Brown’s Ferry Vessel model to be unveiled
Circa 1730 Brown’s Ferry Vessel recreated in its entirety to be unveiled at SC Maritime Museum in Georgetown
Members and staff at the South Carolina Maritime Museum in Georgetown are excited to announce that starting in August, the history of early colonial commercial boats will become much clearer with the display of a model of the Brown’s Ferry Vessel.
The model will be unveiled during a special invitation-only event to be held from 5:30-7 p.m. on Friday, July 31, when its designer and several prominent underwater archaeologists will be on hand to describe the original vessel’s recovery and the significance of its design and construction. Attendees will also be treated to images and a video of artifacts found aboard the vessel.
The Brown’s Ferry Vessel was discovered in the early 1970s, by diver Hampton Shuping, at a depth of 20 feet in the Black River near Brown’s Ferry Landing. It was recovered in 1976 and taken to Fort Jackson near Columbia where its parts were kept wet to prevent further deterioration. From 1977-1983 it was maintained in a farm pond before being moved to the Institute of Archaeology and Anthropology at the University of South Carolina. The vessel’s woods – live oak, cypress and pine – were conserved by slowly replacing the water in the wood cells with polyethylene glycol, a process that took more than nine years. In 1992 it was moved to the Rice Museum in Georgetown, where it is still on display.
Not all of the original vessel was recovered – some refer to what’s left as a skeleton – but the many pieces that were salvaged and reattached tell a fascinating chapter in history when colonists were working to build society in a relative wilderness. Its design shows a thoughtful implementation of adaptations over time to create a sturdy mode of transporting goods along South Carolina waterways.
The vessel’s remains, and research by Dr. Fred Hocker, helped Edward Scott produce plans for re-creating a full model. William Brady constructed the model and now, for the first time, people can see an accurate model of the vessel.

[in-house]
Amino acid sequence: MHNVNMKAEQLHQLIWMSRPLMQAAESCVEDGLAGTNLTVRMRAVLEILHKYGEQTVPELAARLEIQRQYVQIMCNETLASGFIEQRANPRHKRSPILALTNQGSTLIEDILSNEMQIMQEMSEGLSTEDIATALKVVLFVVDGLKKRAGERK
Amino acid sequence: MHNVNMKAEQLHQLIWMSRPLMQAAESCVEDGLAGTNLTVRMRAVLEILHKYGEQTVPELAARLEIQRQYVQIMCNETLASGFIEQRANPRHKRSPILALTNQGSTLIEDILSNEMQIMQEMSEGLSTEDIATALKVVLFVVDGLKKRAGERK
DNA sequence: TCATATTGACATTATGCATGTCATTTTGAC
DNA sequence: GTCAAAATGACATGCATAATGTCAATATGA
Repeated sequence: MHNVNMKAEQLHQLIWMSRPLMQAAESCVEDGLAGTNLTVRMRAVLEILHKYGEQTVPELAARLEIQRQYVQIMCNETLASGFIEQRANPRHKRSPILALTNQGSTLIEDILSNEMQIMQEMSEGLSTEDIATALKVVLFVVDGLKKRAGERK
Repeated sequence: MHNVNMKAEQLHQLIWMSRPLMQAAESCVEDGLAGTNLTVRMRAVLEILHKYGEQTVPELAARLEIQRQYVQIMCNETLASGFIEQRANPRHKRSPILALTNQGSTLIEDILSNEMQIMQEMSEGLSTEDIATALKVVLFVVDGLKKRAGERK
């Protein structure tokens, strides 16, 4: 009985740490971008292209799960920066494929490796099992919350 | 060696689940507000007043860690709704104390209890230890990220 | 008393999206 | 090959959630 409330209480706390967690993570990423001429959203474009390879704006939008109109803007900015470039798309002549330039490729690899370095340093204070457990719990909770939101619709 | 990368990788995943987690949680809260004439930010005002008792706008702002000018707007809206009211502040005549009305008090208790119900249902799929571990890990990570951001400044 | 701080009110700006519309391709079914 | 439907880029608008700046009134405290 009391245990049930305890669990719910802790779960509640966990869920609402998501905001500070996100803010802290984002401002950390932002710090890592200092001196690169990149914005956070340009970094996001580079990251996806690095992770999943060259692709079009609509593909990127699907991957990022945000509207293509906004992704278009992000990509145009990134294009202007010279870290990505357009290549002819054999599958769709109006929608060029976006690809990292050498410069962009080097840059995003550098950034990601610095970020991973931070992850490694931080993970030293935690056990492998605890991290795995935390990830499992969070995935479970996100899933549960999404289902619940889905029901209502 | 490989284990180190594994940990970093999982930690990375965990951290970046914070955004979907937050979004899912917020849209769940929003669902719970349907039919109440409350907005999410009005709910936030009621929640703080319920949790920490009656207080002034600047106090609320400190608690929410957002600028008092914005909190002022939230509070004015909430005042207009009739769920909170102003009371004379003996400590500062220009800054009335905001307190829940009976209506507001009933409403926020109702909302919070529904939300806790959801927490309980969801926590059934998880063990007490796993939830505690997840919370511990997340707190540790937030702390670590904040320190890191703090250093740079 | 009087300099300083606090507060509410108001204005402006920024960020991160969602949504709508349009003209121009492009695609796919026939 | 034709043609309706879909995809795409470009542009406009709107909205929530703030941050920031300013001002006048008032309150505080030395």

The river barge is about 50 feet long, 14 feet wide and 4 feet tall, and it was originally constructed of live oak, cypress and pine. It had two sails, and the flat and heavy bottom let it slide onto banks where there were no wharves or piers.
The Brown’s Ferry Vessel sank carrying 25 tons of bricks. Artifacts recovered – including green glass English wine bottles, oars, millstones, iron pots, a straight razor and smoking pipes made of gourds – enabled historians to date the time of its sinking to between 1730 and 1740. This period is about 50 years earlier than previous American shipbuilding discoveries, and in 1979 Professor J. Richard Steffy of the Institute of Nautical Archaeology at Texas A&M said it was, “…the most important single nautical discovery in the United States to date.” It is the oldest commercial vessel recovered in the southeastern United States.
Nautical history fans can visit the remains of the original Brown’s Ferry Vessel at the Georgetown Rice Museum at 633 Front St., from 10 a.m. to 4:30 p.m. Mondays-Saturdays. Admission is $7 ages 22-59, $5 ages 60 and older, $3 ages 6-21 and free for ages 6 and younger when accompanied by an adult.
The Brown’s Ferry Vessel model is on display starting Aug. 1 at the South Carolina Maritime Museum at 729 Front St. in Georgetown. Its operating hours are 11 a.m.-5 p.m. Mondays through Saturdays, and while admission is free, donations are appreciated.